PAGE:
The Richard Green Gallery is pleased to announce our nineteenth exhibition of the work of Edward Seago, an artist with perennial appeal and of great importance in the history of twentieth-century British art. Richard Green has cultivated a longstanding association with Seago’s work, selling over 750 paintings by the artist since 1973 and exhibiting his work for more than four decades. We are therefore delighted to present an intimate yet significant selection of sixteen views of Seago’s Norfolk and Suffolk, atmospherically rendered in both oil and watercolour, which stand as a testament to the artist’s honest depiction of this uniquely British countryside. Born in Norwich, Edward Seago lived most of his life in East Anglia, settling in 1945 at Ludham on the Norfolk Broads. It is in the enduring relationship Seago forged with his native landscape that his most prominent inspiration was derived; in the rolling terrain and wooded slopes of Norfolk and Suffolk’s wild expanses.
In the broad rural planes of East Anglia lies the heart of Edward Seago’s oeuvre. In this distinguished selection of artworks, Seago’s instinctive reaction to the beauty of his surroundings is drawn out and the poetic character of this landscape is distilled in the intense greens of each dew-topped pasture, in the gnarl of the ancient oaks that pierce cloud-white skies and in the silvery-grey, velvet tides of the Orwell that turn beneath the wind-beaten hulls of sailing barges. The artist spent many hours outdoors in the land surrounding his seventeenth-century home, the Dutch House at Ludham; and this exhibition traverses both the Norfolk and Suffolk territories he endlessly observed; their panoramic breadth wonderfully captured in works such as A marsh dyke – Ludham.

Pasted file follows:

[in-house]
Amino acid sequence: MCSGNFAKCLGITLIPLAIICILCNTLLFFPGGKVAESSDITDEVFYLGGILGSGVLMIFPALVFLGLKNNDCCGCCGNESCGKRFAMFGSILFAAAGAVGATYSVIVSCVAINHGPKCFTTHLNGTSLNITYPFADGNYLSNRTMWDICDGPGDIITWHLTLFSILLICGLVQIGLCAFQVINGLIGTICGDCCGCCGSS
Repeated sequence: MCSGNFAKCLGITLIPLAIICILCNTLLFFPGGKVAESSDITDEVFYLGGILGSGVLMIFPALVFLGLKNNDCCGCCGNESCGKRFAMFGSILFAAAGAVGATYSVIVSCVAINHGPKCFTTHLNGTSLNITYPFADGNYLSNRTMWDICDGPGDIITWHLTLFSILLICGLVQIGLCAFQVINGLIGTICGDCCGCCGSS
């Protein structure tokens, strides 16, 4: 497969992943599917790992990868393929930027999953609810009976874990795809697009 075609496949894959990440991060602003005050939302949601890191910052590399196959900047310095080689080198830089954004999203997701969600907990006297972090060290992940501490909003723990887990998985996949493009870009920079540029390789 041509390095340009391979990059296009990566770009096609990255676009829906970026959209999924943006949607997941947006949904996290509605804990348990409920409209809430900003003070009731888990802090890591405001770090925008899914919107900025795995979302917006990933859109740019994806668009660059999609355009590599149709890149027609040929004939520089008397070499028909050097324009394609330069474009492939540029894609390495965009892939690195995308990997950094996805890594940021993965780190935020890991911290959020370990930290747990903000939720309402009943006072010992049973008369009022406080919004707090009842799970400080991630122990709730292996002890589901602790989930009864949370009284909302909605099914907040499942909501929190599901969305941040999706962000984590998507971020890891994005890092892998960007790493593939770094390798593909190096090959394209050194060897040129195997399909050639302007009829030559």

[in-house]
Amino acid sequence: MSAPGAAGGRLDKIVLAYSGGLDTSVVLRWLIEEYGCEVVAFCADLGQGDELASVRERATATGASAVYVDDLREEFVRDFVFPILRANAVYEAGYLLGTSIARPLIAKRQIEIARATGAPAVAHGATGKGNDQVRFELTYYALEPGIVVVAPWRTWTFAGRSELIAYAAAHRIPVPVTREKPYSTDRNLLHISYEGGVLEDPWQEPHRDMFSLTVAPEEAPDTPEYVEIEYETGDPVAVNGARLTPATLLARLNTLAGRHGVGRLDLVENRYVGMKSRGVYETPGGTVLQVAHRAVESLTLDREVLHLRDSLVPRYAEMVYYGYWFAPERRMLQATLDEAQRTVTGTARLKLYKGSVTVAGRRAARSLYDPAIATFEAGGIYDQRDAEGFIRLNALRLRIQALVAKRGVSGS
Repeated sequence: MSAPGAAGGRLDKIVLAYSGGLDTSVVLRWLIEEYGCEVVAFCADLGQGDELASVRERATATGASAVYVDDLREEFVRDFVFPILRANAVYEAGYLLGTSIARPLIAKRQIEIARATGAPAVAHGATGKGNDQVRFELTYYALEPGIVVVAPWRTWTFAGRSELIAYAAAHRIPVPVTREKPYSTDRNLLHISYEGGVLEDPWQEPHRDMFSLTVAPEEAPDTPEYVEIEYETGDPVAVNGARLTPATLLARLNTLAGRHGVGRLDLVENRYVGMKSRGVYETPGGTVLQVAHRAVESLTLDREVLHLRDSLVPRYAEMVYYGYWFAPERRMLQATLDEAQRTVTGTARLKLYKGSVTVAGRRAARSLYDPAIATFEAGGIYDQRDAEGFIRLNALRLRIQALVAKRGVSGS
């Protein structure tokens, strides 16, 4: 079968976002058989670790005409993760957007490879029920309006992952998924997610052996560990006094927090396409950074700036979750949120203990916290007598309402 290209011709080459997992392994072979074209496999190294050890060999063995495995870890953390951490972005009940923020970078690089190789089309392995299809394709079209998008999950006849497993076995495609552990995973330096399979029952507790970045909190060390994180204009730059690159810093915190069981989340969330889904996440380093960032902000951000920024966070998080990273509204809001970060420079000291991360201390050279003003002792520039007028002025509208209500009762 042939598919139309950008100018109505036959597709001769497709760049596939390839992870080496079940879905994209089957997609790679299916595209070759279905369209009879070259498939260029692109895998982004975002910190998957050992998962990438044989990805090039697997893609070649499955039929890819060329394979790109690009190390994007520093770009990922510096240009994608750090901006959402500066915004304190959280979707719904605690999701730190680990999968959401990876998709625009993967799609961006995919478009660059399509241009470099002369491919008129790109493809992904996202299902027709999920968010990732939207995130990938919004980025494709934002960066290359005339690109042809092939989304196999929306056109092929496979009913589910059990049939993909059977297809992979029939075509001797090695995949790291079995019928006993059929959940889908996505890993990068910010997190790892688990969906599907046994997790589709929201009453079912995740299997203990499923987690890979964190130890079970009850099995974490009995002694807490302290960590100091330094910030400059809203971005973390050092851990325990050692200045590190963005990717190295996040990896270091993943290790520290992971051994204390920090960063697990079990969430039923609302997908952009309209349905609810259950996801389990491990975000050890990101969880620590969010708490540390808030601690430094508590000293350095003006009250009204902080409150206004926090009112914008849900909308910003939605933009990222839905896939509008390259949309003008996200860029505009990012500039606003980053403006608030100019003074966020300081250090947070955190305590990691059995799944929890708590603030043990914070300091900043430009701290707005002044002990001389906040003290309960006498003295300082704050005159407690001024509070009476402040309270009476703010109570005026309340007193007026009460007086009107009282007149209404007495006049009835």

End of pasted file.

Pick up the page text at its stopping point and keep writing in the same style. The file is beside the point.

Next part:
Quintessentially British landscapes including Summer, Norfolk and September morning, Suffolk evoke the soft, hazy glow that hangs across this seasonal transition and Seago’s gentle, subtle tonality transforms a mere topographical study into an unashamedly romantic celebration of nature; cementing his place as a pure British landscapist. The wide, glittering estuary of the Orwell also provided a favourite motif for Seago’s Suffolk views. In Thames barges assembled at Pin Mill, a neat group of sea-faring vessels is huddled in the snug of a crescent-shaped groove in the shoreline; their elegant rust-red sails lowered out of sight. Thames barges played an important role in country’s economy and appear frequently in Seago’s paintings, portrayed with a grace born of his thorough understanding of shipping. Though his East Anglian works are rooted in a fundamentally traditional painterly genre, his vivid technique and tonally accurate palette, affectionately attuned to the rich colours of the region, assure his unrivalled position among major British painters. This fine selection of his East Anglian views further consolidates Seago’s superior expertise; in his contemporary approach to this grand, historic subject, the artist shrewdly marks the significance of the landscape genre within twentieth-century British art.
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